Often dubbed the ambassador of Turkish cuisine in Indonesia, Chef Sezai Zorlu has been a familiar face in Jakarta’s F&B industry since 1999.
His restaurants Turkuaz, located in Senopati in South Jakarta, and the recently opened Warung Turki in Kemang have instantly become favourites among food enthusiasts in the city.
Before coming to Indonesia, Chef Sezai lived in Singapore where he worked with his father - also a distinguished chef - in his four Turkish restaurants.
“I then decided to move to a new place because Singapore was getting too small for the whole family,” says the second oldest of five brothers with a laugh. “My father was the first person to open a Turkish restaurant in Singapore, and I was the first to open one in Indonesia.”
Chef Sezai’s love and passion for food already began during his childhood which he spent in Iskenderun, located in Hatay Province on the Mediterranean coast of Turkey.
“I remember helping my mother in the kitchen ever since I was eight or nine years old,” he recalls. “My grandfather was a farmer, so we had our own land, which means that in terms of ingredients, we always had everything fresh. It was a very healthy life and I learned that I have to respect the food.”
Turkuaz serves local, regional and Ottoman cuisine, whereas Warung Turki puts a greater emphasis on Chef Sezai’s village food.
“We keep it very down to earth and simple and serve what I ate when I was a child because I wanted to keep it alive for the memory of my mother and grandmother,” he explains. “Warung Turki is a place where you can feel at home even though you are actually at a restaurant.”
Chef Sezai, who still visits Turkey on a regular basis, says that in order to be successful in the highly competitive F&B industry, one must be willing to make the necessary sacrifices.
“You cannot expect your business to take care of you, if you don’t take care of your business, and that includes both the cooking and the service,” he says.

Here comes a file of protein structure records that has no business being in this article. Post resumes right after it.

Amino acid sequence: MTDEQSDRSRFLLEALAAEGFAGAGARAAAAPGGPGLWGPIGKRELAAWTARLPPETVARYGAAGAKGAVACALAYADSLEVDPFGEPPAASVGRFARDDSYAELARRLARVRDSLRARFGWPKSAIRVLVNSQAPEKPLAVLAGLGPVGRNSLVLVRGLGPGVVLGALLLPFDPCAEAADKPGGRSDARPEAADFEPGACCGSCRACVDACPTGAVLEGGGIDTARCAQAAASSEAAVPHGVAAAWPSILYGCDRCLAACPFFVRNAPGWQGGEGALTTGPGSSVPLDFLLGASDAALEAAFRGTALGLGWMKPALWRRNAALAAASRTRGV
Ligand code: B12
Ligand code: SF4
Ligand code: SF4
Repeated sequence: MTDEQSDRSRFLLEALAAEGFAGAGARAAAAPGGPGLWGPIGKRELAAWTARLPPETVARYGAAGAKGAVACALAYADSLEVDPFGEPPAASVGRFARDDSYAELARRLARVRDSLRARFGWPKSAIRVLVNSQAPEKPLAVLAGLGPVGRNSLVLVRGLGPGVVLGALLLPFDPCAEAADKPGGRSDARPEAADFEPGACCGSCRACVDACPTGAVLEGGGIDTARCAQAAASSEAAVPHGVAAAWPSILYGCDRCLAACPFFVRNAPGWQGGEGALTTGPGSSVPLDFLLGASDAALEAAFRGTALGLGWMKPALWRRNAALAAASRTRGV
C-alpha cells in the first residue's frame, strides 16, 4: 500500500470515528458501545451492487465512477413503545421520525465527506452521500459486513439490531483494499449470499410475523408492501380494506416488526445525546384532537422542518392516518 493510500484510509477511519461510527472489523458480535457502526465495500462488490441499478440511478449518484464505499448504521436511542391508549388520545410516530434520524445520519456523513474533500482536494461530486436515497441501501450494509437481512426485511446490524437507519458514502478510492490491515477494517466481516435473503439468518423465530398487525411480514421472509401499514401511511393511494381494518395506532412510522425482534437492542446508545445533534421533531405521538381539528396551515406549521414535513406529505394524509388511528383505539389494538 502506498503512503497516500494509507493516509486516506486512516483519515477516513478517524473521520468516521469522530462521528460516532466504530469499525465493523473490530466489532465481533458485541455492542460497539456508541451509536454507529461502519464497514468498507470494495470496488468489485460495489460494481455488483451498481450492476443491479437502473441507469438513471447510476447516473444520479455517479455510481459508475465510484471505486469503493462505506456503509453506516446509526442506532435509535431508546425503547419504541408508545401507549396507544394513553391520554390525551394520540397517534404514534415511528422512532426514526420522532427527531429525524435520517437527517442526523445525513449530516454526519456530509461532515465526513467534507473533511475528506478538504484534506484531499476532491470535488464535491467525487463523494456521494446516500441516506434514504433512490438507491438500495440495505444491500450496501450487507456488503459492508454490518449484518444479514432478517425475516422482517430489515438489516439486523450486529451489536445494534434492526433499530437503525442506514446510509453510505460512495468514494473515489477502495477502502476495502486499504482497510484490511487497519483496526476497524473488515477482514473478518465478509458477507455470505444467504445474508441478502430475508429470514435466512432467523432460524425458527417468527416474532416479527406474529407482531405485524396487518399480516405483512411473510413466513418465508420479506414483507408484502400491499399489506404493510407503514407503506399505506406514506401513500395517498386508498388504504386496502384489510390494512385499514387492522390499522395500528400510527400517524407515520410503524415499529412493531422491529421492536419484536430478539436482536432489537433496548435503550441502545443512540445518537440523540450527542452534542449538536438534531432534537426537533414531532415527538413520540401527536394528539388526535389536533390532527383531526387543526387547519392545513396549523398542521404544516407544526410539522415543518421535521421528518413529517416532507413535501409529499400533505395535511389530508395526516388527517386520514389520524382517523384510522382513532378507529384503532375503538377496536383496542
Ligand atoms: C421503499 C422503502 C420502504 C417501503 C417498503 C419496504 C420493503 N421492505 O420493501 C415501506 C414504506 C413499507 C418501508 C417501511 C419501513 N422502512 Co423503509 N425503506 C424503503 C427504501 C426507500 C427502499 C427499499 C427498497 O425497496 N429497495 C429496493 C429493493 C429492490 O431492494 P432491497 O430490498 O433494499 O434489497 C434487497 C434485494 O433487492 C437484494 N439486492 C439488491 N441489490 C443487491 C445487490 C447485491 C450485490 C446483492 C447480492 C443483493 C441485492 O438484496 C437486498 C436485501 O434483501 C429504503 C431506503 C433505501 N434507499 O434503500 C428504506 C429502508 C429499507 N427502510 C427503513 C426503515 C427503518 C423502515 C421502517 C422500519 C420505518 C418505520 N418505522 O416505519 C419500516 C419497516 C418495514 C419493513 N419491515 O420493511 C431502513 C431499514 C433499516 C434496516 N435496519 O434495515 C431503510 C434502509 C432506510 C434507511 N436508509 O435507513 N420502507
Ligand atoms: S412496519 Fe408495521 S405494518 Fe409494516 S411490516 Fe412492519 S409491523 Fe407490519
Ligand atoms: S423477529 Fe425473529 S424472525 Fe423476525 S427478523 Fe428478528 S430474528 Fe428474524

In Turkey, he adds, guests always receive a special treatment.
“When someone comes to stay or dine in your house, we have separate cutlery and china only to serve our guests,” he says. “We even have some dishes that we only prepare for guests.”
One of Chef Sezai’s all-time favorite dishes is Kagit Kebabi – a recipe he was willing to share with NOW! Jakarta readers as well.
“We used to work with our uncle and he would cook for us every day,” he recalls. “Once in a while, maybe once a month, he would make Kagit Kebabi for us. It is pure meat, with only a little bit of chopped vegetables to add to the flavour, and the whole point of this dish is having a piece of nice and beautiful meat in front of you. At the time, not everybody could afford to eat meat on a daily basis, so it was something very special.”
The minced meat kebab with chili and tomatoes, which is baked in the wood oven, is served with bread. Traditionally, it is wrapped in special waxed paper, but unfortunately the paper is not available in Indonesia. Thankfully, this doesn’t have any effect on the quality of the dish; it is indeed a mouthwatering and filling treat.
Kagit Kebabi is not only Chef Sezai’s favorite, but it is also highly popular among his guests at the restaurant.
“In fact, one of my friends who comes from America gave it his own name,” he says. “He calls it a Turger, a Turkish burger. He stuffs everything into the bread and then eats it like a burger.”
Wood oven baked minced meat kebab with chili and tomatoes served with bread
- 200 grams of minced lamb
- 2 pieces of chopped green chili
- 1 piece of chopped onion
- 20 grams of chopped parsley
- 1 piece of tomato, cut into 4 wedges
- 1 piece of whole green chili
- 40 grams of butter, cut in 2 cm cubes
- Black pepper and salt to taste
1. Mix well minced meat, vegetables, salt and pepper
2. Spread the mixture in a tray with 1 cm thickness (can be round or square)
3. Add the tomato, chili and nutter on top of the mixture
4. Put into oven for 20 minutes at 200 degrees celcius
5. Serve it on bread